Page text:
Fr. Thomas Keating Memorial
Fr. Thomas was born in New York City in 1923 and remembers having an attraction to religious life from a young age. He started college at Yale University and then graduated from an accelerated program at Fordham University. While in college, a spiritual director at a camp where he worked took the counselors to Our Lady of the Valley Trappist Monastery in Rhode Island, which he ultimately joined in 1944. He was ordained a priest in 1949. He first came to Snowmass, Colorado in 1958 as the appointed superior to help build and run the new monastery, St. Benedict’s. In 1961 he was called back to St. Joseph’s Abbey and served as the abbot for 20 years. During that time, he was invited to Rome in 1971, following the Second Vatican Council where Pope Paul VI encouraged priests, bishops and religious scholars to renew the Christian contemplative tradition. As an answer to this call, Fr. Thomas, along with William Meninger and Basil Pennington, drew on the ancient practice of Lectio Divina and its movement into contemplative prayer, or resting in God, to develop the practice of Centering Prayer. The initial idea was to bring the contemplative practices of the monastery out into the larger Christian community by teaching priests, religious and ultimately, laypersons. After 20 years as abbot, Fr. Thomas resigned and returned to St. Benedict’s Monastery. He became more fully immersed in bringing the contemplative dimension of the Gospel to the public by co-founding Contemplative Outreach in 1984.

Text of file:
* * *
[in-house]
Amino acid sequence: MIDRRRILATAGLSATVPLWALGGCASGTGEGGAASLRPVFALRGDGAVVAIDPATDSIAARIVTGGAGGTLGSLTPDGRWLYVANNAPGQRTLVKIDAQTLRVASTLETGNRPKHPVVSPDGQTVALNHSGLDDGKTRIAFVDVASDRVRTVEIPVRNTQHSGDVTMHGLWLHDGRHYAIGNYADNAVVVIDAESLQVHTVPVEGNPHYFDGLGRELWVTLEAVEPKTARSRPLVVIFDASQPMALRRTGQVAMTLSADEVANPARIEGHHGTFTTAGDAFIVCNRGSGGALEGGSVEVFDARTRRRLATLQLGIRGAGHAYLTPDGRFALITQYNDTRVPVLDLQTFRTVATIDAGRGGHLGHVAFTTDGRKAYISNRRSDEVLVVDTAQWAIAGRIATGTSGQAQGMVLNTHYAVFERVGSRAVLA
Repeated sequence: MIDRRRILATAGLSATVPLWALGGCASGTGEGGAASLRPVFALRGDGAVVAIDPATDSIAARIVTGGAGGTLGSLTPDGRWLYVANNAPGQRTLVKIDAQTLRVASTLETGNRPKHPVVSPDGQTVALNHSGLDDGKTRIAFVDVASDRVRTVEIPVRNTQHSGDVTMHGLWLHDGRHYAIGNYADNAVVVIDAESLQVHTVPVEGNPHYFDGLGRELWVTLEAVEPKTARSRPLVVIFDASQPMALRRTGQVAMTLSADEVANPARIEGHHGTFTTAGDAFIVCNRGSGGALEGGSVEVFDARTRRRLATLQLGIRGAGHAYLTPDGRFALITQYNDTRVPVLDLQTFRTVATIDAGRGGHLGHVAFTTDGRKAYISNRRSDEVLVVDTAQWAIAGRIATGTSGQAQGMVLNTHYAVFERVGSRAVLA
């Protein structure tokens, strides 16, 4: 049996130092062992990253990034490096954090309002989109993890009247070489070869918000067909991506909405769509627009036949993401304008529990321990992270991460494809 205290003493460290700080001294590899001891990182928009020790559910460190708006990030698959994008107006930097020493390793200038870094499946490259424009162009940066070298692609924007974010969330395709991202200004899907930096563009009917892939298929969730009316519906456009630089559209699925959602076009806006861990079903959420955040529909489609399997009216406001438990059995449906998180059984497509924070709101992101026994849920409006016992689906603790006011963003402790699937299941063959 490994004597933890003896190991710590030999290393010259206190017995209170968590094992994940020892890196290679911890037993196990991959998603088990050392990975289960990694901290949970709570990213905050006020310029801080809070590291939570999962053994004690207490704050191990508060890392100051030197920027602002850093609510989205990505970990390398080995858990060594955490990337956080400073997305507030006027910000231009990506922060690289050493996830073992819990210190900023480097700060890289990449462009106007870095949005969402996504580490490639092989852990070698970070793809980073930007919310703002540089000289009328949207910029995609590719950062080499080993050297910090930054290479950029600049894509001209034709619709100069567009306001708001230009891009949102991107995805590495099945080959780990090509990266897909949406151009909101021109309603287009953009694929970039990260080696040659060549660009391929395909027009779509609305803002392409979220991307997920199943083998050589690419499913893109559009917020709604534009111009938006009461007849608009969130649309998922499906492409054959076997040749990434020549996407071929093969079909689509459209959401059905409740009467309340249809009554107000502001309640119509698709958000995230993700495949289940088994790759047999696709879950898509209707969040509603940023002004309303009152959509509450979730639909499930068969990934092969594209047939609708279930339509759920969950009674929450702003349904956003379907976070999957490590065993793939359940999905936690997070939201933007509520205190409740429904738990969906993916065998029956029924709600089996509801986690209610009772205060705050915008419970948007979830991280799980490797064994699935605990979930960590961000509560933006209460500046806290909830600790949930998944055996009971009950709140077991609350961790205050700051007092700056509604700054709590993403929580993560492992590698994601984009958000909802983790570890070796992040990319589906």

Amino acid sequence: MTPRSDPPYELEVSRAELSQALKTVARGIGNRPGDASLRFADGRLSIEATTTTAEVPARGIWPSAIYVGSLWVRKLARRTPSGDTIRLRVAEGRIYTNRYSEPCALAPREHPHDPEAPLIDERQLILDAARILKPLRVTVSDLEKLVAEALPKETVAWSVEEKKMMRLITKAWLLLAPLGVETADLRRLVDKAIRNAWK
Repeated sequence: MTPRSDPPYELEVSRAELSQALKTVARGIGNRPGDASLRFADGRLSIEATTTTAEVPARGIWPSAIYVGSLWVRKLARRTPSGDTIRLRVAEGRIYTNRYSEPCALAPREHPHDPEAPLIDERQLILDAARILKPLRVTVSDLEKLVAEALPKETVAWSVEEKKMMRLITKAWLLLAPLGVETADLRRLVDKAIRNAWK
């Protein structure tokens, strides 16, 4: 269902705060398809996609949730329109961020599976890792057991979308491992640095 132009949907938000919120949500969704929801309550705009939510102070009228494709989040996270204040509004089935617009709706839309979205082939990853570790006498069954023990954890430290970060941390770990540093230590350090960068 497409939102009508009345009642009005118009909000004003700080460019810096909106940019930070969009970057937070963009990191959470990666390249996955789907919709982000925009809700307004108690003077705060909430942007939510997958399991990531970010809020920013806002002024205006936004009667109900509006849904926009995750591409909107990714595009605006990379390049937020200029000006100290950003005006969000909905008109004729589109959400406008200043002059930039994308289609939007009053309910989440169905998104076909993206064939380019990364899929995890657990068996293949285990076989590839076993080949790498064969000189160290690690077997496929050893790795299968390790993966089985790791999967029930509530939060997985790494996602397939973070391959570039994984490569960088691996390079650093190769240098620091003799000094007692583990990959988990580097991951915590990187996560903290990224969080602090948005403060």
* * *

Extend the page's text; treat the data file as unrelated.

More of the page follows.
Another outgrowth of Vatican II was that Catholics were given permission and encouraged to acknowledge the work of the Spirit in other religions. In God is Love: The Heart of All Creation, Fr. Thomas states, “No one religion can contain the whole of God’s wisdom, which is infinite.” One of Fr. Thomas’ lasting legacies is that for over 30 years, he convened inter-religious dialogue at St. Benedict’s, which became known as the Snowmass Conferences. It was an attempt to dialogue with and understand the contributions of the spiritual traditions of all religions and put to rest the cultural attitudes that lead to separation and violence.
As many of you know who have met him over the years, Fr. Thomas traveled worldwide to teach us about the Christian contemplative tradition and the psychological experience of the spiritual journey. He once told Mary Clare Fischer, a reporter for 5280 Magazine, that he thought the hardest thing about his commitment to monastic life would be the separation from the outside world because “I felt a great desire to share the treasures I had found in the way of a deeper relationship with God.” His seminal work on the Spiritual Journey Series is testament to his desire.
Within the last decade of his life, Fr. Thomas said, “I am at the point where I do not want to do anything except God’s will, and that may be nothing. But nothing is one of the greatest activities there is. It also takes a surprising amount of time! What time is left each day is an opportunity for God to take over my life more completely on every level and in every detail.” (God is Love: The Heart of All Creation).